The Attorney-General

I can give only very approximate figures, and I have no actual information before me, but I should say that in the House of Lords it probably takes about six months under existing conditions and rather longer in the case of the Privy Council. There are, as I say, 43 appeals from India waiting and there is a Dominion appeal which is long overdue, but which we cannot list until April, so that the delay is probably longer in that case.

Mr. Turner-Samuels (Gloucester)

I do not know whether the information I have here will help the Attorney-General, but last year the House of Lords heard 32 appeals and there are at present 48 appeals in the list waiting to be heard. In no year in the past five years have more than 36 appeals been heard, and, therefore, it looks as though at least a period of 12 months would be likely to elapse in the ordinary way before an appeal is heard.

The Attorney-General

Possibly from the time that leave to appeal is granted, but I do not think that the delay is quite so long after the case has been set down. I think that the work which the House of Lords has at present before it, will probably finish, in the ordinary course, somewhere about the end of April or May. But even that is too long, because other cases are coming in all the time, and are being set down.

The addition of two Lords of Appeal in Ordinary is a modest proposal, but it would just enable the House of Lords and the Judicial Committee to sit simultaneously, and make it possible, at least on some occasions, for the Judicial Committee to sit in two divisions at the same time. That would enable these courts to tackle a considerable body of appeals with greater expedition. On the other hand, it will not result in any excessive margin of judicial strength, nor necessarily any permanent increase in the number of Lords of Appeal in Ordinary. The distinguished holders of these high judicial offices are not, as a rule, young men, and even if the two Lords of Appeal in Ordinary are appointed in accordance with the proposal in this Bill, it is not unlikely that some of the existing Lords of Appeal will retire in the course of the next year or two. If they do, under the provisions of this Bill further appointments to bring the total to nine will be made only if the state of business justifies that course. I commend this Bill to the House as improving the efficiency of our judicial machine.

11.15 a.m.

Mr. Peake

I think it is the general desire that we should not take up a great deal of Parliamentary time upon this or the two succeeding Bills which are down for Second Reading today, and it was with that object in mind that I interrupted the Attorney-General in regard to what I think is a vital factor of the Measure now before the House. It is of the first importance that justice should be expeditiously administered, and there are many cases in which a very long delay in arriving at a final decision, of itself inflicts great injustice upon one or other of the parties concerned. There is, at present, a long list of cases awaiting final decision in the two highest tribunals of the land. Therefore, we on the Opposition side of the House give our blessing to this Bill. We think it necessary, and we will not delay its progress to the Statute Book.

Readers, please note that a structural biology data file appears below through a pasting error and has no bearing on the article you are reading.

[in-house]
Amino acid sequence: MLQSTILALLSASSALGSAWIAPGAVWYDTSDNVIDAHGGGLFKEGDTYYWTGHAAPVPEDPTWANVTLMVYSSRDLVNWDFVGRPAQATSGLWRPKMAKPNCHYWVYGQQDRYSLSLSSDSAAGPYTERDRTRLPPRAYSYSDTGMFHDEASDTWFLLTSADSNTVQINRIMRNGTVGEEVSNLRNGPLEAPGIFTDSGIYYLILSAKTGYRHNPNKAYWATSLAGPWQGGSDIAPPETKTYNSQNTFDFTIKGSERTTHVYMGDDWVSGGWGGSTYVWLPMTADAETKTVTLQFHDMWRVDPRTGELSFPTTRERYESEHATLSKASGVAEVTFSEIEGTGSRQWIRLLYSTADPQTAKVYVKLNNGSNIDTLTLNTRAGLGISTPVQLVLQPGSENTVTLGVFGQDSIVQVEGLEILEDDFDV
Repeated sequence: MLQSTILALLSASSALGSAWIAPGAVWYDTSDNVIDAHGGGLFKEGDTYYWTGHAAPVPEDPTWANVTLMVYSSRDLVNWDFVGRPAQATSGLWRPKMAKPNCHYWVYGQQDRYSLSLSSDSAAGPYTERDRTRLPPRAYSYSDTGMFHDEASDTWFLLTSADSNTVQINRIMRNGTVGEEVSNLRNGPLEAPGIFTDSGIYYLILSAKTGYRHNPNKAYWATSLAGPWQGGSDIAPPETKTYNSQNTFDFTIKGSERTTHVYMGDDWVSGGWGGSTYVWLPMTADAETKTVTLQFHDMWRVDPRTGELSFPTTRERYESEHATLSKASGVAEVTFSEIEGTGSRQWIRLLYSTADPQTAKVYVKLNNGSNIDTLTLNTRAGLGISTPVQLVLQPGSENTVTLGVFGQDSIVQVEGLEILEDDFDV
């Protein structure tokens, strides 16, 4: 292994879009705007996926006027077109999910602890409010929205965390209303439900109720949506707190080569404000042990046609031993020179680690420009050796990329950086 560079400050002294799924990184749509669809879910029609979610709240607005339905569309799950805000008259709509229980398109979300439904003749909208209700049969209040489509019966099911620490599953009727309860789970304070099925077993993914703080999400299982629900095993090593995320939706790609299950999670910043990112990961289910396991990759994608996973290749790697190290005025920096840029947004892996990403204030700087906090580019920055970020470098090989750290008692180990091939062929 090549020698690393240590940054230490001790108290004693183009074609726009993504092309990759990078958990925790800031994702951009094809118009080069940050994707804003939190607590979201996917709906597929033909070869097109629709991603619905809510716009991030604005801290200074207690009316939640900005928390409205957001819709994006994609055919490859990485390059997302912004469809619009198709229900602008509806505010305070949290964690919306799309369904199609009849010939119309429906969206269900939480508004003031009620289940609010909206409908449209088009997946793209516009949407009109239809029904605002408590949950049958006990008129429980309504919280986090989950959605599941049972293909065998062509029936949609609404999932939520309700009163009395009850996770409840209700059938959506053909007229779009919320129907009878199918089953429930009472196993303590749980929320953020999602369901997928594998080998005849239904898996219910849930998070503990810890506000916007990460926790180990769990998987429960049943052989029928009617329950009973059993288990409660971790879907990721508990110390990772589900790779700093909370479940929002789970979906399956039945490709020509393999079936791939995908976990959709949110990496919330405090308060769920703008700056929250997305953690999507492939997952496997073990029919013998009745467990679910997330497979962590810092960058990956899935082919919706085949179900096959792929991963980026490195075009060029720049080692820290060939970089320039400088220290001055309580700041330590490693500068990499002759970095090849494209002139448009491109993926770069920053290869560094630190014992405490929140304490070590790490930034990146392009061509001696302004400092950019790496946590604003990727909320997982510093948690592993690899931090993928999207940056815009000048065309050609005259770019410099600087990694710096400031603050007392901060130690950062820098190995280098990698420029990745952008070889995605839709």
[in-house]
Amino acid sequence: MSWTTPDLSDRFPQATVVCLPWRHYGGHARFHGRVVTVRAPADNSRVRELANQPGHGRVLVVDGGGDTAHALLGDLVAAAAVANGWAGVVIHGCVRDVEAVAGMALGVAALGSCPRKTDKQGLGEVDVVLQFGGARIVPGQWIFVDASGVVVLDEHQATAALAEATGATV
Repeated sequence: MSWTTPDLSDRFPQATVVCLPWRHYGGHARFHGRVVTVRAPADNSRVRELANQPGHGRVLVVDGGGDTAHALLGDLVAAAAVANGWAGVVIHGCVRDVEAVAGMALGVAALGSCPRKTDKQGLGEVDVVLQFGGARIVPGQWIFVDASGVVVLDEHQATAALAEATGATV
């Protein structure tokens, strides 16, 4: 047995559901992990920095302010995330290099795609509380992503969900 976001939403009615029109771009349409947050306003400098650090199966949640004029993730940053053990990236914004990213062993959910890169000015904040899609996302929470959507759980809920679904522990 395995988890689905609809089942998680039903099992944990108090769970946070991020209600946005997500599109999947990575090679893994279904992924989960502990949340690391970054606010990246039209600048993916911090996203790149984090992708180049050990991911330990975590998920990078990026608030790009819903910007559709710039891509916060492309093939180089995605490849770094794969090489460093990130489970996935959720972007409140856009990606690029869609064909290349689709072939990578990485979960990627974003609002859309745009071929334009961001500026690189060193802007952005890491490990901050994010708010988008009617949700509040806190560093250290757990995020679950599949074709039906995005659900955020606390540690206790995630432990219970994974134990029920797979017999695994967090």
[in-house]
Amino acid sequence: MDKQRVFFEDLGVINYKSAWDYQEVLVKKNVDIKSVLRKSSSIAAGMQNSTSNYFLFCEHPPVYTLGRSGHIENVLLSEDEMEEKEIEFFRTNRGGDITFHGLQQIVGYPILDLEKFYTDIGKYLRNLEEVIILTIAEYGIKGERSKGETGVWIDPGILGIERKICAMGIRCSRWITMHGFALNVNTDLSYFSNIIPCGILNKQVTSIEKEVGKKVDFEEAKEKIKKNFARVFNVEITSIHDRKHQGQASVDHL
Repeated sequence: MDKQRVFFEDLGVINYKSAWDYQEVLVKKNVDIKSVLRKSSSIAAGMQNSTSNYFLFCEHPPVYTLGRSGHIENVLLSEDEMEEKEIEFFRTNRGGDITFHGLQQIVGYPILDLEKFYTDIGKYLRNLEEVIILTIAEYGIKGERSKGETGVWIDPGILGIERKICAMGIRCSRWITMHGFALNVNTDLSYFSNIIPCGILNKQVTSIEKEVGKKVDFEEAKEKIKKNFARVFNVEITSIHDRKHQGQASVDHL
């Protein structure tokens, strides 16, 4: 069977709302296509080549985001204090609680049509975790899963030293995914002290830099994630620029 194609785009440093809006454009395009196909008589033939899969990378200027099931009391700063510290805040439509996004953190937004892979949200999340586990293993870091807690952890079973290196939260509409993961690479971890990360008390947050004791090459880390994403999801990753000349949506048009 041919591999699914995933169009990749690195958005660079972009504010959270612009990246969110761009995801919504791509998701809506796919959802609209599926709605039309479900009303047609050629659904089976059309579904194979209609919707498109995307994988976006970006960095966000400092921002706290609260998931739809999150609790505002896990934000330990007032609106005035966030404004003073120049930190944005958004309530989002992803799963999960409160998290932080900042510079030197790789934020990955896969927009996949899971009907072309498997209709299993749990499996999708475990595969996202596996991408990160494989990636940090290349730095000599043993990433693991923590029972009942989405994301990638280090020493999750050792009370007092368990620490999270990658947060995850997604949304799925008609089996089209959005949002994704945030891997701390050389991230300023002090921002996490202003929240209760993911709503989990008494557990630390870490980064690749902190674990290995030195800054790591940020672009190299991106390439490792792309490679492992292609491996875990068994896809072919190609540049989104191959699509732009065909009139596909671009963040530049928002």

11.17 a.m.

Mr. Clement Davies (Montgomery)

For the same reason, I do not intend to take up the time of the House because we want to get on to more important Business. I welcome this Bill, in so far as it will lessen the period of appeals to the Privy Council. Nothing brings the administration of justice into greater disrepute than delayed justice, so much so, that for 100 years it has been said that one of the curses of man is a Lords' appeal. Time and again, we have had Commissions reporting on improving our methods of justice. I suggest that the Government instead of introducing the piecemeal legislation which we get from time to time should ask the Lord Chancellor and the Attorney-General to undertake a comprehensive review of the whole situation. First I would say that the administration of justice is much too expensive to the litigant. That is not fair. What is more, the high expenditure to the litigant often means a denial of justice, because he cannot afford it. It is not realised by the House that the administration of justice in this country costs the State nothing. As a matter of fact, the State makes a profit out of the fees charged, and that is not right. Secondly, I think there are too many appeals and they might be shortened. It is very pleasant for us, as lawyers, judges and so on, to argue and settle the niceties of the law, but what the litigant wants is certainty and finality. Thirdly, there ought to be an extension of the number of judges to bring the administration of justice to the door of the people. I hope that we will allow this Bill to go through without any controversy, but the time has come when the Lord Chancellor and the Attor- ney-General should set about a complete review of our whole administration.

11.19 a.m.

Mr. Rees-Williams (Croydon, South)

The right hon. and learned Member for Montgomery (Mr. C. Davies) said a great deal—though I think it was slightly out of Order—of what I was going to say. It saves me, at least, from being pulled up by you, Mr. Speaker, if I say that I confirm what he has said. In the normal way, I would not object to this Bill. I agree that the administration of justice should be speeded up, but in this case I do think that the Government bringing in this Bill at this moment is, in fact, creating a reactionary measure. Without some steps taken by the Government to reduce the cost of litigation, I think that this can only have a depressing effect upon the minds of the public because, as many of my legal hearers will no doubt agree, the possibility of appeal to the House of Lords is in fact very often used by a rich litigant as a weapon to stop a poorer litigant from taking his remedy in the courts. If the Attorney-General will this morning assure the House that the Government will take steps to set up a committee to go into this matter, then I welcome this Bill. Otherwise, I fear it will be just one more weapon in the hands of the rich litigant at the expense of his poorer fellow.